Unions spend big to advance Democrats’ $ 3.5 trillion spending plan

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WASHINGTON — Unions are pushing for Democratic support for President Biden’s $ 3.5 trillion spending program, which funds long-sought union priorities and provisions designed to strengthen organized labor.

Unions representing teachers, service workers, communications workers and others are among those deploying lobbyists on Capitol Hill and funding multi-million dollar advertising campaigns to pressure undecided Democrats to are voting for the measure when congressional leaders raise it in the coming weeks.

The Service Employees International Union, which represents workers in hospitals, nursing homes and other industries, said it was running a $ 7 million advertising campaign to pressure key Democratic senators to drop their opposition to the $ 3.5 trillion package of social and economic programs.

The National Education Association said it was spending millions of dollars on its own advertising campaign, as well as paying workers to go door-to-door in major congressional districts to rally popular support for the project. of law. The American Federation of Teachers is funding rounds of phone calls to major Democratic districts to gain support for a union-requested tax change.

The legislation fulfills a large part of Mr Biden’s national policy agenda, including measures to stop climate change and expand access to health care and education.

The bill “is a life-changing set of policies for Americans, from tackling the climate crisis to helping families with pre-K, paid time off and child care,” wrote Randi Weingarten, president. of the American Federation. teachers, in a letter to members of Congress on Thursday.

Randi Weingarten, president of the American Federation of Teachers, spoke at a Senate hearing in Washington in July.


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The legislation is a boon to unions and employees in the private and public sectors, providing billions of dollars in federal funding for long-standing work priorities such as expanding health coverage through Medicare, l ‘increased support for childcare and the construction of new school buildings.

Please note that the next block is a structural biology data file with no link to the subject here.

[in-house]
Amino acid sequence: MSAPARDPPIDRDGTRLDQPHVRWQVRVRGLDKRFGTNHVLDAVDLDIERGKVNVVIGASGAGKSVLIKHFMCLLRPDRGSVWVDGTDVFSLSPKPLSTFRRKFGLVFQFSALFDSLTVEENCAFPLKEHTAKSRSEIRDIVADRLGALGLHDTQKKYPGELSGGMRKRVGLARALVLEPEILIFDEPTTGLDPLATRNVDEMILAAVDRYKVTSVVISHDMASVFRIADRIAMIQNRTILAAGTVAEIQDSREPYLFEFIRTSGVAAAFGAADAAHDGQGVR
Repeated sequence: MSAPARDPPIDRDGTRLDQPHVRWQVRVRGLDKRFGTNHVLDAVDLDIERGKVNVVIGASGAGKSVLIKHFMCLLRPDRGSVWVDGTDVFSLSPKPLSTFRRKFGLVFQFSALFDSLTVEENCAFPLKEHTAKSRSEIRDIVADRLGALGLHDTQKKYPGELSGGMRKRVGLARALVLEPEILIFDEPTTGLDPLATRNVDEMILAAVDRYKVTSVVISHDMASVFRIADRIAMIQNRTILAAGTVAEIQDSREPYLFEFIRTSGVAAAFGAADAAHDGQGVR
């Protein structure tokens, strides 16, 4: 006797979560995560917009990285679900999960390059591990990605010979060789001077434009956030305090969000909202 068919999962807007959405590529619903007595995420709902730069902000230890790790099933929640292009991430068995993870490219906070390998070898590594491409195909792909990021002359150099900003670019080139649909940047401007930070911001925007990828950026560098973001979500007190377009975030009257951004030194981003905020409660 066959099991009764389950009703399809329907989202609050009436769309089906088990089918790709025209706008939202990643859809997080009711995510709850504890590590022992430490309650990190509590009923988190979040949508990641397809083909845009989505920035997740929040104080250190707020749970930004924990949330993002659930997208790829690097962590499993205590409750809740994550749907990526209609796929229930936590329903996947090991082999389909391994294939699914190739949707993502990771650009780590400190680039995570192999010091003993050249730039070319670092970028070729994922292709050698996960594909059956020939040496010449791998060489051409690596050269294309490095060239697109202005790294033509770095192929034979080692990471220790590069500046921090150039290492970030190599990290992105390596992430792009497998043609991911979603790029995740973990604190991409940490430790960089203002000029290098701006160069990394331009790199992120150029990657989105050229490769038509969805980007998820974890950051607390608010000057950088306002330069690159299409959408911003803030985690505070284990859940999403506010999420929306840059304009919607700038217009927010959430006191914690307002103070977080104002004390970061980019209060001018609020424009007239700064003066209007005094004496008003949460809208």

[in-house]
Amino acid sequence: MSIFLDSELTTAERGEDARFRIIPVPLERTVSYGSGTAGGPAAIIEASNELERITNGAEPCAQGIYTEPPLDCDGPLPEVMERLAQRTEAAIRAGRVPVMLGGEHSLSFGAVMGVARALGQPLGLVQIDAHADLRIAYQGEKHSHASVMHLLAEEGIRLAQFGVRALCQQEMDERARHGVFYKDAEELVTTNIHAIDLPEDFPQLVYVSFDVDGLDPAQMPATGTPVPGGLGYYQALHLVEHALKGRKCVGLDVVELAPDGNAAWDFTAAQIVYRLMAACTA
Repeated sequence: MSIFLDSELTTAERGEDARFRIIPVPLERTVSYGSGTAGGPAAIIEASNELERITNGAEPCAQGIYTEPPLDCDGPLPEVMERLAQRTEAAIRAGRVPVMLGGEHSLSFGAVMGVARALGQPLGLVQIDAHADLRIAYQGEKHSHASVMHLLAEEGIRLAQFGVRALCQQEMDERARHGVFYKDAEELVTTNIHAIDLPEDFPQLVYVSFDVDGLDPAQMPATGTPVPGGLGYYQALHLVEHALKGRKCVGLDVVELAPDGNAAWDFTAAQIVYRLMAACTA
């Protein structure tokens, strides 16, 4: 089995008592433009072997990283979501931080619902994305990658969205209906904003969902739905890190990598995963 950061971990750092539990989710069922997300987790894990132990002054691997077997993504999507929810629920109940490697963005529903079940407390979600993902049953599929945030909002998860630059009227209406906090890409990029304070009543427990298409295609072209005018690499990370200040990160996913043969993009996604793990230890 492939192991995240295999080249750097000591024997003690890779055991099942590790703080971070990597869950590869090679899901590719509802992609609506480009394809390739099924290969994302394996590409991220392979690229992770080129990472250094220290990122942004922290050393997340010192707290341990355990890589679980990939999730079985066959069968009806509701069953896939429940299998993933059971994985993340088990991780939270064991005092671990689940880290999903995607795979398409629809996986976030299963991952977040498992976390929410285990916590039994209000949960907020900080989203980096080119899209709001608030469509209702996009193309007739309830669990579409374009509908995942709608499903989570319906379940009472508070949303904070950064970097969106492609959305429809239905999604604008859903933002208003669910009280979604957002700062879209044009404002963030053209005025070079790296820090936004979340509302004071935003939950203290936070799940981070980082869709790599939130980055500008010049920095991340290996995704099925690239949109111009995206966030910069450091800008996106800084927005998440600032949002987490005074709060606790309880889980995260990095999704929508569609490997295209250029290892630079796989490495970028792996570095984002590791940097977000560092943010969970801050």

There are also measures, included in the bill with the support of unions, to strengthen unions. It would breathe new life into the National Labor Relations Board, increase fines for companies that violate workplace rules, and allow unionized workers to deduct union dues from federal income tax.

A controversial provision included by Democrats in the House version of the spending bill would for the first time give the National Labor Relations Board the ability to impose civil penalties on companies and executives. The bill would allow the NLRB to impose fines of up to $ 100,000 for violating existing labor rules, permanently replacing striking workers, or discriminating against returning workers after a strike.

“This is a radical change,” said Michael Lotito, a labor lawyer for companies opposed to the measure.

The unions are among the main political backers of the Democratic Party and Mr. Biden.

Almost 90% of the $ 260 million spent by unions in the 2020 election went to Democratic candidates, according to the nonprofit Center for Responsive Politics.

The main beneficiary of the expenses was Mr. Biden. The unions spent a total of $ 27.6 million to support his presidential campaign against former President Donald Trump. According to Center data, 98.8% of the amount of money spent by unions on the 2020 presidential campaign went to Mr. Biden’s aid.

Becky Pringle, president of the National Education Association, met with women leaders of the labor community in Washington in March.


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Mr. Biden has long championed blue collar and unionized workers, and the $ 3.5 trillion spending bill includes many union priorities.

The bill provides for a 10-fold increase in the maximum fine imposed on companies for occupational health and safety violations. Fines for violating child labor rules would rise to $ 132,270 per employee, from $ 11,000. The bill would also achieve a long-standing union goal of allowing union elections on the Internet.